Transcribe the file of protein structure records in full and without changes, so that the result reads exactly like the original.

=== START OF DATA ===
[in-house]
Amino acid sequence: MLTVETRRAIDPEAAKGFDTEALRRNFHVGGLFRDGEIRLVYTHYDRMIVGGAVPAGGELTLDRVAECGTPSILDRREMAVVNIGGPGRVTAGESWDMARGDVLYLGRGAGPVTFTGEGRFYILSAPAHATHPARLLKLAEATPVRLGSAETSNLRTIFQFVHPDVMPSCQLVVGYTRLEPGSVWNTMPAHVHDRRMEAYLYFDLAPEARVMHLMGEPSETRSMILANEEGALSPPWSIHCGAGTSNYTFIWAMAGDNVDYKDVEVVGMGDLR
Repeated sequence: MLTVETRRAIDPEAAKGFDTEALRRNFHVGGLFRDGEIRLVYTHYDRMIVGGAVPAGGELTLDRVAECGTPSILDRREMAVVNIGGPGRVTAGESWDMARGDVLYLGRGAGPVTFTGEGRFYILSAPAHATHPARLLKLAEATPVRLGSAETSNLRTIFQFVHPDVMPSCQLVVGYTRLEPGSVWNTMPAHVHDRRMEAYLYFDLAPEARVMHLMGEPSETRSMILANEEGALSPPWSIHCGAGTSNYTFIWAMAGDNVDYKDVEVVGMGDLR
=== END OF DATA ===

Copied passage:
[in-house]
Amino acid sequence: MLTVETRRAIDPEAAKGFDTEALRRNFHVGGLFRDGEIRLVYTHYDRMIVGGAVPAGGELTLDRVAECGTPSILDRREMAVVNIGGPGRVTAGESWDMARGDVLYLGRGAGPVTFTGEGRFYILSAPAHATHPARLLKLAEATPVRLGSAETSNLRTIFQFVHPDVMPSCQLVVGYTRLEPGSVWNTMPAHVHDRRMEAYLYFDLAPEARVMHLMGEPSETRSMILANEEGALSPPWSIHCGAGTSNYTFIWAMAGDNVDYKDVEVVGMGDLR
Repeated sequence: MLTVETRRAIDPEAAKGFDTEALRRNFHVGGLFRDGEIRLVYTHYDRMIVGGAVPAGGELTLDRVAECGTPSILDRREMAVVNIGGPGRVTAGESWDMARGDVLYLGRGAGPVTFTGEGRFYILSAPAHATHPARLLKLAEATPVRLGSAETSNLRTIFQFVHPDVMPSCQLVVGYTRLEPGSVWNTMPAHVHDRRMEAYLYFDLAPEARVMHLMGEPSETRSMILANEEGALSPPWSIHCGAGTSNYTFIWAMAGDNVDYKDVEVVGMGDLR